LS: You've previously talked about your admiration for the White Rose Movement, the young Germans who led a pamphleteering campaign against Hitler and Nazism and were killed for it. They refused to be complicit.

A: It's about standing up: Yoko Ono does it a lot. That was what inspired us to do Future Feminism — to stand up and say what it was that we saw in that moment and to put our name on it. Obviously under much less threat of consequence than the White Rose Movement, or Pussy Riot, for instance. But taking a risk, or exhibiting courage, acting despite your fear or your shame. Keep speaking your truth and helping.

LS: You called the record Hopelessness, and you deal with some incredibly bleak subjects. Where do you find optimism?

A: Actually, putting the record forward is, in my mind, a hopeful gesture. A child that truly believes she doesn't have hope doesn't raise her voice. She sits in the corner and hopes to disappear, to minimize the damage that's inflicted upon her. She doesn't raise her voice or ask for anything. That, to me, is hopelessness. If you have no hope, you don't take action. You just try to disappear.

LS: Was publicly taking on the name Anohni a symbol of that hope?

A: I don't think it's a symbol of anything. It's just my name, honestly. Although, of course, it's always a good thing if you feel like you can be yourself. I've never not been transgendered — it's not like I'm Caitlyn Jenner or something, where I have a wife and five kids in the background, five Olympic medals, or another life of privilege, and now I'm moving into the female guise. I'm the kind of transgender person that's always been transgendered and has always been talking about it. For me to change my name, it's not symbolic of me becoming something else. It's more just a rite of passage, creating a space of dignity around me to acknowledge me in a formal way for the years I've lived. Acknowledging that my point of view is partly rooted in my identity as a trans person. It was a happy accident that a new body of work would have a new name.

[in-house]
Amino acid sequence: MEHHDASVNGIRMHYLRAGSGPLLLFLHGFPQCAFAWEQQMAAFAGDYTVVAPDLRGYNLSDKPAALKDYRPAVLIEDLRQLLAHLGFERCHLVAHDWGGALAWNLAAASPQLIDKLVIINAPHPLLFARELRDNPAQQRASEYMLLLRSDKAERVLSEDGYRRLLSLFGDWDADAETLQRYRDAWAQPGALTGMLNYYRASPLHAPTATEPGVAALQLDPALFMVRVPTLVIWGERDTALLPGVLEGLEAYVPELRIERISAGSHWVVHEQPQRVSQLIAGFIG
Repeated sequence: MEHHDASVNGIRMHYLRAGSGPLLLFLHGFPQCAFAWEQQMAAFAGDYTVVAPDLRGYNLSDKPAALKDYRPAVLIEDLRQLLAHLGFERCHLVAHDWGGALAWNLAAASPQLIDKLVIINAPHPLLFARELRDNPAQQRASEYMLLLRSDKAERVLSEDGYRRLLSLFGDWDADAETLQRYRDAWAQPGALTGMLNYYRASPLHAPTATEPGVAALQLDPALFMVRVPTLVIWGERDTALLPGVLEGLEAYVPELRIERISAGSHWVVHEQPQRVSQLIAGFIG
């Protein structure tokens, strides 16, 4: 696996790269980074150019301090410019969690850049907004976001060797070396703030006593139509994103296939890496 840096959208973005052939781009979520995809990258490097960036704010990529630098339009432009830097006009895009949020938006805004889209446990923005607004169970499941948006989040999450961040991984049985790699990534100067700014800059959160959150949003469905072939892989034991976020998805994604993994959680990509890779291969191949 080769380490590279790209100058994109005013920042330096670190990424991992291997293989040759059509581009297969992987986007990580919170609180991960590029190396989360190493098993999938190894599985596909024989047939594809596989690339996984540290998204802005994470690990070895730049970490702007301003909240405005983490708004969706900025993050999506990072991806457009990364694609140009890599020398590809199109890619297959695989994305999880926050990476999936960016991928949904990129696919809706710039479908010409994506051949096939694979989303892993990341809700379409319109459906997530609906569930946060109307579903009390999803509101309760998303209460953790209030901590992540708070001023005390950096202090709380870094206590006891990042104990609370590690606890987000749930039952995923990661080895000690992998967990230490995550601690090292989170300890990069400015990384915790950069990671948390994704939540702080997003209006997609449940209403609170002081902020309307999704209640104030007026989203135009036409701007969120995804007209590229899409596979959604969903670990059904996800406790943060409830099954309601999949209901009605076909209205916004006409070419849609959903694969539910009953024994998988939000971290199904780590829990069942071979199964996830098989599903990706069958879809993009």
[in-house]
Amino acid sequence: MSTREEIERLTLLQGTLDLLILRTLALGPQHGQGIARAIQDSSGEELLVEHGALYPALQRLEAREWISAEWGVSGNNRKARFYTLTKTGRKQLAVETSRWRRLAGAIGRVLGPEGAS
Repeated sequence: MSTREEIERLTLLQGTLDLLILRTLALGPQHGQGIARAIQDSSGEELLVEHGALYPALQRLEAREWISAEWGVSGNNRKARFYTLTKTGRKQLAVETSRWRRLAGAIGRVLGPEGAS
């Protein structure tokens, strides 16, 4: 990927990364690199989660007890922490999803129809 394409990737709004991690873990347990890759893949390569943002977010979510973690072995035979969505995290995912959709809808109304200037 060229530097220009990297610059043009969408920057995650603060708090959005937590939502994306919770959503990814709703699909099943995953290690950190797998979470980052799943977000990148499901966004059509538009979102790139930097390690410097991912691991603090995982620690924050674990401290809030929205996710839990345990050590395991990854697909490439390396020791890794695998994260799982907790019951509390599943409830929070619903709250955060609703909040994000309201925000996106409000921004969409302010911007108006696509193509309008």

LS: As much as this is a very beautifully orchestrated dance record, it also feels like a punk album to me. In 2016, awareness and compassion are the most punk qualities, because they're largely the opposite of the establishment's values.

A: I think the constant vein of anger through the record makes it sort of a punk record. You should have seen all the record covers I had before we chose the one we have. I was totally inspired by the Dead Kennedys record with the little hand and big hand. I was totally going for that, but I was eventually discouraged. What's punk now? The essence of that isn't so much about the aesthetic of the music as it is sort of an attitude.

This interview has been condensed and edited.

Laura Snapes is a journalist and critic swingin' on the flippity-flop in London, UK.

*Correction, May 8, 2016: Because of a transcription error, "neo-liberalism" was originally written as "liberalism," and "hopelessness" was originally written as "business" in one place.